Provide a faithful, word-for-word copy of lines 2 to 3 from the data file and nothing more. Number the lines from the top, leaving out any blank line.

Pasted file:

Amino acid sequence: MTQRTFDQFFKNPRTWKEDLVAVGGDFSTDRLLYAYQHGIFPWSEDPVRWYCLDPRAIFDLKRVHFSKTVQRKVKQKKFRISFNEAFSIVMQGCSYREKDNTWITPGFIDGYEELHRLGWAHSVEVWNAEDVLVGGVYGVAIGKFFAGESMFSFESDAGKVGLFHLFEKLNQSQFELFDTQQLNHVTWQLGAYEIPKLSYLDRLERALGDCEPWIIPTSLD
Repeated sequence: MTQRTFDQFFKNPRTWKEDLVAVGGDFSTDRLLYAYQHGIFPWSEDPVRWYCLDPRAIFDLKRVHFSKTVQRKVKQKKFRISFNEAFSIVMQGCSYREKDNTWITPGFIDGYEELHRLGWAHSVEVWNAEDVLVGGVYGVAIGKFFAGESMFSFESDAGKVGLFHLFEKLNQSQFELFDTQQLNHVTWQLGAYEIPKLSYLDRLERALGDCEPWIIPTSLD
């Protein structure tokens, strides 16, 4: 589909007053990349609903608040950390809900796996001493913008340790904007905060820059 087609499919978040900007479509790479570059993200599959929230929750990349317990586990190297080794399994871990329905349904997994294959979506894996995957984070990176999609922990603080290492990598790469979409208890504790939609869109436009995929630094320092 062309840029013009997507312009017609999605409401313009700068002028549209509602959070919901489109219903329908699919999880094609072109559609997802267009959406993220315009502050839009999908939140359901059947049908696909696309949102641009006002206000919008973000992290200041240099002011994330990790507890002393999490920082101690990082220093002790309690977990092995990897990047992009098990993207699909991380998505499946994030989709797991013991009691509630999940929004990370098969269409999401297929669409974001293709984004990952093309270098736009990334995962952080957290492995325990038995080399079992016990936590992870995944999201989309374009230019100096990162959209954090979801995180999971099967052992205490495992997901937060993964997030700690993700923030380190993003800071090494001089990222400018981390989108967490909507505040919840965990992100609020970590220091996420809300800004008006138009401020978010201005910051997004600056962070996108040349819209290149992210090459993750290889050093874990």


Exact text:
Repeated sequence: MTQRTFDQFFKNPRTWKEDLVAVGGDFSTDRLLYAYQHGIFPWSEDPVRWYCLDPRAIFDLKRVHFSKTVQRKVKQKKFRISFNEAFSIVMQGCSYREKDNTWITPGFIDGYEELHRLGWAHSVEVWNAEDVLVGGVYGVAIGKFFAGESMFSFESDAGKVGLFHLFEKLNQSQFELFDTQQLNHVTWQLGAYEIPKLSYLDRLERALGDCEPWIIPTSLD
């Protein structure tokens, strides 16, 4: 589909007053990349609903608040950390809900796996001493913008340790904007905060820059 087609499919978040900007479509790479570059993200599959929230929750990349317990586990190297080794399994871990329905349904997994294959979506894996995957984070990176999609922990603080290492990598790469979409208890504790939609869109436009995929630094320092 062309840029013009997507312009017609999605409401313009700068002028549209509602959070919901489109219903329908699919999880094609072109559609997802267009959406993220315009502050839009999908939140359901059947049908696909696309949102641009006002206000919008973000992290200041240099002011994330990790507890002393999490920082101690990082220093002790309690977990092995990897990047992009098990993207699909991380998505499946994030989709797991013991009691509630999940929004990370098969269409999401297929669409974001293709984004990952093309270098736009990334995962952080957290492995325990038995080399079992016990936590992870995944999201989309374009230019100096990162959209954090979801995180999971099967052992205490495992997901937060993964997030700690993700923030380190993003800071090494001089990222400018981390989108967490909507505040919840965990992100609020970590220091996420809300800004008006138009401020978010201005910051997004600056962070996108040349819209290149992210090459993750290889050093874990």